Artificial intelligence (AI) is a topic R Street has already spilled quite a bit of ink on, but there are increasing questions as to its potential benefits. At its core, AI is the technology that revolves around pattern recognition—and advances in this technology have reached a point where AI is often better at recognizing patterns than humans are. This has some obvious applications in areas like medicine, where a computer might be able to give more accurate diagnoses than a human, but what about climate and energy?
AI’s potential benefits in this space can be distilled into two categories: improved risk assessment and lower emission intensity.
AI in Climate Risk Assessment
One area in which AI is likely to make a big difference is climate modeling. It can improve efficiency by assessing the risks associated with climate change and identifying best practices for mitigating them. Current models, like those referenced by the Intergovernmental Panel on Climate Change, are often bound by an issue of “resolution,” which is simply the idea of how granular data can be. While it is relatively easy to determine how higher emissions might generally impact temperatures, it is much harder to say exactly how much temperature may rise in each region—as well as what specific effects each region will experience.
In theory, AI could significantly decrease the time and manpower required to produce comprehensive assessments of potential climate emissions and impacts with high specificity for each region. Additionally, it could improve the accuracy of our climate models by identifying which methods produce more accurate results, limiting the biases of analysts in selecting modeling criteria.
We could also see a future in which extreme weather events exacerbated by climate change could be predicted earlier, aiding in the mitigation of their effects. More accurate predictions of hurricane intensity and paths could substantially reduce the impact of climate change on both humans and the economy. AI could also help simulate the effects of climate-exacerbated natural disasters on cities to improve disaster preparedness.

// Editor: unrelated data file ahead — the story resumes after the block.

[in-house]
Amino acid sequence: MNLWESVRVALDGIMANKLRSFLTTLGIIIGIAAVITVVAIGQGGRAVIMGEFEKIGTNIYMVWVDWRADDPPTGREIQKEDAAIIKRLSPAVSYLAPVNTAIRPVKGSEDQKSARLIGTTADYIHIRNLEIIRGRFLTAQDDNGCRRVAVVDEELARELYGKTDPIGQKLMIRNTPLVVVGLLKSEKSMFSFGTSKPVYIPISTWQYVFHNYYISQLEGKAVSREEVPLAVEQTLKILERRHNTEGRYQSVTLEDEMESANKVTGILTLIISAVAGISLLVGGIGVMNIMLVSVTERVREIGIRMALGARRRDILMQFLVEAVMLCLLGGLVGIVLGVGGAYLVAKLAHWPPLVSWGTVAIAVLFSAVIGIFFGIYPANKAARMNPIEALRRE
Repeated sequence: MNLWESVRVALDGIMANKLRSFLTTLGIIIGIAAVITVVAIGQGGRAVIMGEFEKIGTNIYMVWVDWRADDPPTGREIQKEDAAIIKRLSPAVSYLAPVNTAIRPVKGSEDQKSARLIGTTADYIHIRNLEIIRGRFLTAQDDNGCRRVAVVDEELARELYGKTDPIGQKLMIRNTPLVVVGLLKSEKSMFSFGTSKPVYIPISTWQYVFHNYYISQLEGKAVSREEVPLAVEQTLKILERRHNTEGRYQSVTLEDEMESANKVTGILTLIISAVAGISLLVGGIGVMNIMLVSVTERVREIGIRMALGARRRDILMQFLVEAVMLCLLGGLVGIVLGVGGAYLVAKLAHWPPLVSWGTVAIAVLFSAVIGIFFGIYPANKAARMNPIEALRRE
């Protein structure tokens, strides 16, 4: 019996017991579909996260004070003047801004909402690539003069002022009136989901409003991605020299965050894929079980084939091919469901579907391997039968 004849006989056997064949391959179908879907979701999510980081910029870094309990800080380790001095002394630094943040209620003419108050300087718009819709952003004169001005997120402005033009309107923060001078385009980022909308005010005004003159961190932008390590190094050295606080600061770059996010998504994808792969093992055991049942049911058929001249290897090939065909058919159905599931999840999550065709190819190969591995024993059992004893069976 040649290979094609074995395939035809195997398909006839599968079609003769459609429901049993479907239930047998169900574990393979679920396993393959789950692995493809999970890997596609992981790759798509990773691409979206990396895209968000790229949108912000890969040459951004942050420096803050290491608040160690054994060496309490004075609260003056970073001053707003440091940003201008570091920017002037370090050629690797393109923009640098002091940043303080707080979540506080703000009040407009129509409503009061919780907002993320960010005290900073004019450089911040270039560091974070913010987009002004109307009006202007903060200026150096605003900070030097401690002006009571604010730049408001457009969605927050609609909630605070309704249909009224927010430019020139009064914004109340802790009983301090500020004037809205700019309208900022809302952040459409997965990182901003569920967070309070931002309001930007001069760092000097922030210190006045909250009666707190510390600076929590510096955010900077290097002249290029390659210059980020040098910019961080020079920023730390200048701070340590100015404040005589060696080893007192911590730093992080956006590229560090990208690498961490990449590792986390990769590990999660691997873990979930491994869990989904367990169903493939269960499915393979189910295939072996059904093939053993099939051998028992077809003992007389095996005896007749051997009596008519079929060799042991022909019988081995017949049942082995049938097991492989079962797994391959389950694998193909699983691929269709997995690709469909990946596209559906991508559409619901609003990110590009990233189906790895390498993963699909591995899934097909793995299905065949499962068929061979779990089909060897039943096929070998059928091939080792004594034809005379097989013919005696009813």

Essentially, AI could supercharge the conventional analysis for estimating risk on which policymakers currently rely. This would help policymakers better calibrate responses to climate change. Politicians would know which projects carry the most benefit from public investment, and better analysis of emissions measurement from satellite data would help identify emissions abatement opportunities. Put simply, AI could make climate-related assessments more reliable and useful.
AI in Emissions Abatement
There is a tight correlation between economic activity and emissions: the more we produce, the more we emit. This “emission intensity” falls over time, as we become more productive and able to generate more economic activity with less energy input. AI could create more opportunities to reduce emissions, leading to substantial improvement in this area.
A lot of this is likely to happen through the normal introduction of AI in improving workplace efficiency. Companies using AI will be able to do more and produce more with fewer workers. Fewer inputs of labor and material to get the same economic output will almost certainly lead to less emission-intensive production.